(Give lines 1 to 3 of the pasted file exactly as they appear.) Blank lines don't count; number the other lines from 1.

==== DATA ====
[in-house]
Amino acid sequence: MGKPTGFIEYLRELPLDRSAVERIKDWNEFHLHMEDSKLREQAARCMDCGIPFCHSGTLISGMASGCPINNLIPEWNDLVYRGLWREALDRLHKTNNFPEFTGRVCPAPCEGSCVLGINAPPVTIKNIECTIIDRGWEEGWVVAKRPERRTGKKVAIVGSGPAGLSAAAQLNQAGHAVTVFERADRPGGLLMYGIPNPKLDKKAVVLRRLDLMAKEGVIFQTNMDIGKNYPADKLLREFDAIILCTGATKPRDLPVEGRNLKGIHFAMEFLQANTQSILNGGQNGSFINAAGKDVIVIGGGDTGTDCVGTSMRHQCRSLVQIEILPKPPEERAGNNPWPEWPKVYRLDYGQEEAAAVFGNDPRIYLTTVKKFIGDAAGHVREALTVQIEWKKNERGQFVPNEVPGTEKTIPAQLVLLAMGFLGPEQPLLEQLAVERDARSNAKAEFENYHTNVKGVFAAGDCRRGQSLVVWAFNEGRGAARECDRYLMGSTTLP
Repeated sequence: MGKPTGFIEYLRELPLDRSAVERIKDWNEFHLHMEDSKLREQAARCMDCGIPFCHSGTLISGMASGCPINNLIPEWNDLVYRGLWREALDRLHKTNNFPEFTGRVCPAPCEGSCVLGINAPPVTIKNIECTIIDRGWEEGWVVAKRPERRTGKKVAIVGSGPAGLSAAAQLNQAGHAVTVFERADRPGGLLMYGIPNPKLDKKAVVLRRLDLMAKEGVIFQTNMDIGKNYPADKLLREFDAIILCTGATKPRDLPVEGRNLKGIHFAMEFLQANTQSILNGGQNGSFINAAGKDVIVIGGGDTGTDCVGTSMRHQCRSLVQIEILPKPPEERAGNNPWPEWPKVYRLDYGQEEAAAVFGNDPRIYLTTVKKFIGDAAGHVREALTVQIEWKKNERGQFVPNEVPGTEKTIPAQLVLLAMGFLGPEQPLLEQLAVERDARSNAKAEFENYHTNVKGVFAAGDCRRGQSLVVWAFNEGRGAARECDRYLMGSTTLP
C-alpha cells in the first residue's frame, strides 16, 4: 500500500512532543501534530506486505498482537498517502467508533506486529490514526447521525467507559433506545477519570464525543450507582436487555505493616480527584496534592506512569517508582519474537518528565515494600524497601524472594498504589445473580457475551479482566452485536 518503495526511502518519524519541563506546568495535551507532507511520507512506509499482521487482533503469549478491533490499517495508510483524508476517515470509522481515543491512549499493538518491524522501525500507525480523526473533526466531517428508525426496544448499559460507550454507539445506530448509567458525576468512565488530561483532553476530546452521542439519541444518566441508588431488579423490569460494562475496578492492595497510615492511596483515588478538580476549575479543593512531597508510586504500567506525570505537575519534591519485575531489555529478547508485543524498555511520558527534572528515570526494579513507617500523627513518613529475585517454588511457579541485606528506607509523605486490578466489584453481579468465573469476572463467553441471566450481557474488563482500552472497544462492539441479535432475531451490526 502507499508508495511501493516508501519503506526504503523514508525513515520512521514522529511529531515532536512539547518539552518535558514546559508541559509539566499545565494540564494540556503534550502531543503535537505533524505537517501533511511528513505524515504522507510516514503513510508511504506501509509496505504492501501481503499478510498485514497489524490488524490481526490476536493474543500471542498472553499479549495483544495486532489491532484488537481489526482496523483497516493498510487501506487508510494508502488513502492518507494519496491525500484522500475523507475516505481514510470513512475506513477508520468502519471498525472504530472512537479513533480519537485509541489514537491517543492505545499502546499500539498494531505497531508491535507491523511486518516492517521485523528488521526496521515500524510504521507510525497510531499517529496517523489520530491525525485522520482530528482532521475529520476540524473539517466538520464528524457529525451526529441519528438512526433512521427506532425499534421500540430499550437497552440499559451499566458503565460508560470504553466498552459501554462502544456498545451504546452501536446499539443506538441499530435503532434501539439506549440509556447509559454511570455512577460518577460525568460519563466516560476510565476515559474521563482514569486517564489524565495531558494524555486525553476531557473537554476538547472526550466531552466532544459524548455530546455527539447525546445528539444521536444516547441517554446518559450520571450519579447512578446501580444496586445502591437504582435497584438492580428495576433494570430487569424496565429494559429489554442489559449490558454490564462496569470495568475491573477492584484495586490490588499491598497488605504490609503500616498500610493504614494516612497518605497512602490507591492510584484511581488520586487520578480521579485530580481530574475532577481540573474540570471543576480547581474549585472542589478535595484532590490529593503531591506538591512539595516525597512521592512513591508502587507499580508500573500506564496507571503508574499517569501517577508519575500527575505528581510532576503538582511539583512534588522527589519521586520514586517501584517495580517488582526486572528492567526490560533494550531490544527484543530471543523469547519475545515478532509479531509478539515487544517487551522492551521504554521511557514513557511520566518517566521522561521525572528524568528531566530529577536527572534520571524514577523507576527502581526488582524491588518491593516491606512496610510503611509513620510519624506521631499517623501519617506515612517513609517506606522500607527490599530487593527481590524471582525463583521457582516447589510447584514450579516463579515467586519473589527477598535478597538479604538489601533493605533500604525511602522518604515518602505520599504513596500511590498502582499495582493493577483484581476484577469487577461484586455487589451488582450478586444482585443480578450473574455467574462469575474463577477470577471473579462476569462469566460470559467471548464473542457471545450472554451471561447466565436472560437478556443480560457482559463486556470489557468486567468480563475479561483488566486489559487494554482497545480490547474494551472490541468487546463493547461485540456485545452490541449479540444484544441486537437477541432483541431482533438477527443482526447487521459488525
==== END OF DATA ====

[in-house]
Amino acid sequence: MGKPTGFIEYLRELPLDRSAVERIKDWNEFHLHMEDSKLREQAARCMDCGIPFCHSGTLISGMASGCPINNLIPEWNDLVYRGLWREALDRLHKTNNFPEFTGRVCPAPCEGSCVLGINAPPVTIKNIECTIIDRGWEEGWVVAKRPERRTGKKVAIVGSGPAGLSAAAQLNQAGHAVTVFERADRPGGLLMYGIPNPKLDKKAVVLRRLDLMAKEGVIFQTNMDIGKNYPADKLLREFDAIILCTGATKPRDLPVEGRNLKGIHFAMEFLQANTQSILNGGQNGSFINAAGKDVIVIGGGDTGTDCVGTSMRHQCRSLVQIEILPKPPEERAGNNPWPEWPKVYRLDYGQEEAAAVFGNDPRIYLTTVKKFIGDAAGHVREALTVQIEWKKNERGQFVPNEVPGTEKTIPAQLVLLAMGFLGPEQPLLEQLAVERDARSNAKAEFENYHTNVKGVFAAGDCRRGQSLVVWAFNEGRGAARECDRYLMGSTTLP
Repeated sequence: MGKPTGFIEYLRELPLDRSAVERIKDWNEFHLHMEDSKLREQAARCMDCGIPFCHSGTLISGMASGCPINNLIPEWNDLVYRGLWREALDRLHKTNNFPEFTGRVCPAPCEGSCVLGINAPPVTIKNIECTIIDRGWEEGWVVAKRPERRTGKKVAIVGSGPAGLSAAAQLNQAGHAVTVFERADRPGGLLMYGIPNPKLDKKAVVLRRLDLMAKEGVIFQTNMDIGKNYPADKLLREFDAIILCTGATKPRDLPVEGRNLKGIHFAMEFLQANTQSILNGGQNGSFINAAGKDVIVIGGGDTGTDCVGTSMRHQCRSLVQIEILPKPPEERAGNNPWPEWPKVYRLDYGQEEAAAVFGNDPRIYLTTVKKFIGDAAGHVREALTVQIEWKKNERGQFVPNEVPGTEKTIPAQLVLLAMGFLGPEQPLLEQLAVERDARSNAKAEFENYHTNVKGVFAAGDCRRGQSLVVWAFNEGRGAARECDRYLMGSTTLP